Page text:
Angina-induced Protection Against Myocardial Infarction in Adult and Elderly Patients: A Loss of Preconditioning Mechanism in the Aging Heart?

J Am Coll Cardiol. 1997 Oct;30(4):947-54. doi: 10.1016/s0735-1097(97)00256-8.


Objectives: The present study examined whether angina 48 h before myocardial infarction provides protection in adult and elderly patients.

Background: The mortality rate for coronary artery disease is greater in elderly than in young patients. In experimental studies, ischemic preconditioning affords an endogenous form of protection against ischemia-reperfusion injury in adult but not in senescent hearts. Angina before myocardial infarction, a clinical equivalent of experimental ischemic preconditioning, has a protective effect in adult patients. It is not known whether angina before myocardial infarction is also protective in aged patients.

Methods: We retrospectively verified whether antecedent angina within 48 h of myocardial infarction exerts a beneficial effect on in-hospital outcomes in adult (< 65 years old, n = 293) and elderly (> or = 65 years old, n = 210) patients.

Results: In-hospital death was more frequent in adult patients without than in those with previous angina (10% vs. 2.6%, p < 0.01), as were congestive heart failure or shock (10.7% vs. 3.3%, p < 0.02) and the combined end points (in-hospital death and congestive heart failure or shock) (20.7% vs. 5.9%, p < 0.0003). In contrast, the presence or absence of previous angina before acute myocardial infarction in elderly patients seems not to influence the incidence of in-hospital death (14.4% vs. 15.2%, p = 0.97), congestive heart failure or shock (11.0% vs. 11.9%, p = 0.99) and the combined end points (25.4% vs. 27.1%, p = 0.89). Logistic regression analysis models for in-hospital end points show that previous angina is a positive predictor in adult but not in elderly patients.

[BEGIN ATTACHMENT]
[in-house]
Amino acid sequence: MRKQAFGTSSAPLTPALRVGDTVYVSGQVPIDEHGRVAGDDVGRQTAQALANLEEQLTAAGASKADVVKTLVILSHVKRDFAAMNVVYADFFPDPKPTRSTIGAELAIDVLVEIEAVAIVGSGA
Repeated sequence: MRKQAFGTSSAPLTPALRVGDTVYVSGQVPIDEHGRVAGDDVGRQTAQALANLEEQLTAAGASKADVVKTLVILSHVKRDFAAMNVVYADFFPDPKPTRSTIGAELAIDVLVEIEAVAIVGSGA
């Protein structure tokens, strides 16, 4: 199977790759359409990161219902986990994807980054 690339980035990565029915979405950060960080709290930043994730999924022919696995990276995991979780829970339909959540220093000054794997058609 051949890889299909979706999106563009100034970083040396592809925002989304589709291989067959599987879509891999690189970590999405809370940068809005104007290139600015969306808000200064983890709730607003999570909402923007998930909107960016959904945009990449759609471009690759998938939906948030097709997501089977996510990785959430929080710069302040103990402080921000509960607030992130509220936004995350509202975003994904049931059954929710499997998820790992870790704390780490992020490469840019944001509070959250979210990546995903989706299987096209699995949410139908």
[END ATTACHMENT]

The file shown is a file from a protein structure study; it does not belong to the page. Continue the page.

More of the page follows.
Conclusions: The presence of angina before acute myocardial infarction seems to confer protection against in-hospital outcomes in adults; this effect seemed to be less obvious in elderly patients. This study suggests that the protection afforded by angina in adult patients may involve the occurrence of ischemic preconditioning, which seems to be lost in senescent patients.

Publication types

  • Comparative Study
  • Research Support, Non-U.S. Gov't

MeSH terms

  • Adult
  • Age Factors
  • Aged
  • Aging / physiology*
  • Angina Pectoris / complications*
  • Female
  • Heart Failure / etiology
  • Hospital Mortality
  • Humans
  • Incidence
  • Ischemic Preconditioning, Myocardial*
  • Logistic Models
  • Male
  • Middle Aged
  • Myocardial Infarction / etiology*
  • Myocardial Infarction / mortality
  • Myocardial Infarction / prevention & control
  • Predictive Value of Tests
  • Retrospective Studies
  • Shock, Cardiogenic / etiology
  • Time Factors